While the Internet is still a luxury for many of the world’s nations, the use of smartphones and other forms of mobile technology has made up for lack of access. In parts of Africa especially, increasing numbers of people are adopting mobile technologies, making and receiving payments and logging onto social networks for the first time. Among those social networks is Twitter, where most breaking news always seems to emerge for the first time before spreading elsewhere. Certainly, that was the case with Ebola, a new study finds.

During the week of July 24-Aug. 1, 2014, when health officials first began making announcements about the Ebola outbreak, millions of people were already aware of the outbreak because they read about it on Twitter. Researchers from the Columbia University School of Nursing found that two days before a U.S. doctor was declared infected with Ebola, over 1.5 million people in Nigeria had already learned about the outbreak. News of his infection quickly spread, as well as tweets, and within the three days prior to any official announcements, over 60 million people had already learned about the outbreak, according to a statement.

Early in the week, many of the tweets were meant to spread awareness of the growing threat; “Guys, #EbolaVirus is in Lagos. Be informed. Be careful,” one said. By July 31, over 120 billion people had read tweets about Ebola, the content of which had changed to include messages about how it’s transmitted, how to prevent transmission; trends, such as where it was spreading to; and compassion — “Help us pray for people of Nigeria as the deadly disease #EbolaVirus has been discovered.”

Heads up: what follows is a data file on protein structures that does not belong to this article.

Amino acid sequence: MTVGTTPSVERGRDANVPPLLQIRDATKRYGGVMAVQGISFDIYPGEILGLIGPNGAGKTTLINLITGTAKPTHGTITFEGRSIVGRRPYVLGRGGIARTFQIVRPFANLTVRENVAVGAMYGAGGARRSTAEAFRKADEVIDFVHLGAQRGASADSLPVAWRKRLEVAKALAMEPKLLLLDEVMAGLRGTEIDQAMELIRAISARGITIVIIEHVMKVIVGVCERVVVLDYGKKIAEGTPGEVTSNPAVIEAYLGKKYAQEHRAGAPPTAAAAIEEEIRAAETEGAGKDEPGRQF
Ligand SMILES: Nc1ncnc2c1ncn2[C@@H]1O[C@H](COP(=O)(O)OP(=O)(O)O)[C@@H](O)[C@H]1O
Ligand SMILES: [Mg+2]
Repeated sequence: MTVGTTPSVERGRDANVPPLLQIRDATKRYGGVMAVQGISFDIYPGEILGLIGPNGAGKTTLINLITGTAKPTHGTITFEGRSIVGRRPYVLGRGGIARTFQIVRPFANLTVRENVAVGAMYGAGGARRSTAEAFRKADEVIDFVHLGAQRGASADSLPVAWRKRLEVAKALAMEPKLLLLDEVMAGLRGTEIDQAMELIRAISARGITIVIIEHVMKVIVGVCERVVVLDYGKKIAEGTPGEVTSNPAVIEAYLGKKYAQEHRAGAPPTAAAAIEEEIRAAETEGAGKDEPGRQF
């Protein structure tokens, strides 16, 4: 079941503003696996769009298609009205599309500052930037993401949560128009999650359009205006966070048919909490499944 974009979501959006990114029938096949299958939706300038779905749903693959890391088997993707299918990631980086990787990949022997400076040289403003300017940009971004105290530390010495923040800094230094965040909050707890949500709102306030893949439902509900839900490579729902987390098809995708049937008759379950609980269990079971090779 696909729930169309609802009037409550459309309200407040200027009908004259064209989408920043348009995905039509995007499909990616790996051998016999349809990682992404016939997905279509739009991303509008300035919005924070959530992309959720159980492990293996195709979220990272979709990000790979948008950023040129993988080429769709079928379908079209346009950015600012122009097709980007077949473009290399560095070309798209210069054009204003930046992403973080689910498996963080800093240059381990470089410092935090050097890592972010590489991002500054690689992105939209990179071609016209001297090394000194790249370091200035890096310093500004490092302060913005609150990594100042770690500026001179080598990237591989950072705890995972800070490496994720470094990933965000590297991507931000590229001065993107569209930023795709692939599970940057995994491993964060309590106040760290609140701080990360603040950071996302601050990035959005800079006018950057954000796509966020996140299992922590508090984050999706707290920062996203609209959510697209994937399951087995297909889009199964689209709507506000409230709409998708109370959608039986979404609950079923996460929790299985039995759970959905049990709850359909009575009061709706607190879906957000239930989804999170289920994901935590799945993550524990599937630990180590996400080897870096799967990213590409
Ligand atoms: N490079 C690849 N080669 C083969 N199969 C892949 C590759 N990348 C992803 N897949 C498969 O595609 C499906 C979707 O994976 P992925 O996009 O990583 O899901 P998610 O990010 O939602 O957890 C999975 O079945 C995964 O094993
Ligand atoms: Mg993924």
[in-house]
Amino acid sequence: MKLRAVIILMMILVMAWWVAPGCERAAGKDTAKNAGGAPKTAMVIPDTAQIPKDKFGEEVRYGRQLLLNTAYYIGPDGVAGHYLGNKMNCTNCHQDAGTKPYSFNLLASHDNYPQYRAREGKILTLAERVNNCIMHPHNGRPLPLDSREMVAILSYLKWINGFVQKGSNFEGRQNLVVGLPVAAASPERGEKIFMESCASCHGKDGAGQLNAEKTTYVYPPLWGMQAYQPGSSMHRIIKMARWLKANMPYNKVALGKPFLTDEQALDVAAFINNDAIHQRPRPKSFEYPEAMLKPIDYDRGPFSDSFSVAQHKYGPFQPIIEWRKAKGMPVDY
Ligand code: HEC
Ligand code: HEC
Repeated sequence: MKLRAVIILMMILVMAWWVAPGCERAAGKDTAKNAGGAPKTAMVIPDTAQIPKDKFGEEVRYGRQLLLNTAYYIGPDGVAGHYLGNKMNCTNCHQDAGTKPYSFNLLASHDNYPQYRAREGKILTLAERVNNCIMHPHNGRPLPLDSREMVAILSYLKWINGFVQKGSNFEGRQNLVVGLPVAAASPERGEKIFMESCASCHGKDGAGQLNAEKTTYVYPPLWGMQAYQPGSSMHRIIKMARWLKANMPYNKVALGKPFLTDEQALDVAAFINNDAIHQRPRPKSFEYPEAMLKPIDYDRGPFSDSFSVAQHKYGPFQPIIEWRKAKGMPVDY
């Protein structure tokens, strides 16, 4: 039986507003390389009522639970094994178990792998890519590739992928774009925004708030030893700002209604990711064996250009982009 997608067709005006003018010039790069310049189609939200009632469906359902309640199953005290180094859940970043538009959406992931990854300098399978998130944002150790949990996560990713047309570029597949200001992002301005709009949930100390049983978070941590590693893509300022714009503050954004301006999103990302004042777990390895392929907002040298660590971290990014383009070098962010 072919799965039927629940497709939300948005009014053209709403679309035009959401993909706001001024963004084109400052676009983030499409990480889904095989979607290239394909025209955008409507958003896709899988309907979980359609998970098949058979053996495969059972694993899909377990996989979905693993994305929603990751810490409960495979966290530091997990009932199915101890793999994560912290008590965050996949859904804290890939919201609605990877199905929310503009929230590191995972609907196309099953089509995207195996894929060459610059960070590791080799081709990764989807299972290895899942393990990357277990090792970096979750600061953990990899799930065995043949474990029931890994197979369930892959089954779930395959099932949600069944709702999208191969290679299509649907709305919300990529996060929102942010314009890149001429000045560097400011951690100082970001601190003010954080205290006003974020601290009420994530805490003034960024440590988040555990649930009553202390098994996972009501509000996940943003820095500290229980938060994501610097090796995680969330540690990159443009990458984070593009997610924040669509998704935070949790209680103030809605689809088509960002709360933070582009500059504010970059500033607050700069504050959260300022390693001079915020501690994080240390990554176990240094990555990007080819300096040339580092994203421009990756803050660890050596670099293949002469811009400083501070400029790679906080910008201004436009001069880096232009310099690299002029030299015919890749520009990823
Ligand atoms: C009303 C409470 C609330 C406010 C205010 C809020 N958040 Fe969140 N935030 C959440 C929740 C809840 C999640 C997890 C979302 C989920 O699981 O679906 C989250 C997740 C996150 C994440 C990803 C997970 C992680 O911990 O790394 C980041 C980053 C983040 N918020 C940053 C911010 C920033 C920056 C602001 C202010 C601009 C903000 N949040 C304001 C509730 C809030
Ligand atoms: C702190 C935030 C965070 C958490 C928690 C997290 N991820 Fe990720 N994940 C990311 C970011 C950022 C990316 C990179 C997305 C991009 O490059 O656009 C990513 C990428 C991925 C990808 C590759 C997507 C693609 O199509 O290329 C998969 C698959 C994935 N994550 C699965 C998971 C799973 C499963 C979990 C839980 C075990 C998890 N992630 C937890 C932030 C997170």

For the study, researchers analyzed 16,499 tweets and 25,737 retweets — reposts, for those unfamiliar with Twitter — containing Ebola-related keywords, such as #Ebola, #EbolaOutbreak, #EbolaVirus, and #EbolaFacts. They found that although many people were already aware of the outbreak before any announcements whatsoever, Ebola-related tweets climbed rapidly following Sierra Leone’s emergency declaration, the UK foreign secretary’s official message, and the U.S. Centers for Disease Control and Prevention’s press statement — all of which occurred during the same week.

“The current study reveals how tweets can be collected and analyzed to support early warning systems for epidemic trends, and to inform data information messages for health education interventions,” the researchers wrote. “The delivery of useful and effective information is the foundation of outbreak surveillance.”

As of June 2, Guinea and Sierra Leone are still battling Ebola infections. Worldwide, the disease has killed 11,162 of the 27,181 people infected.

Source: Odlum M, Yoon S. What can we learn about the Ebola outbreak from tweets? American Journal of Infection Control. 2015.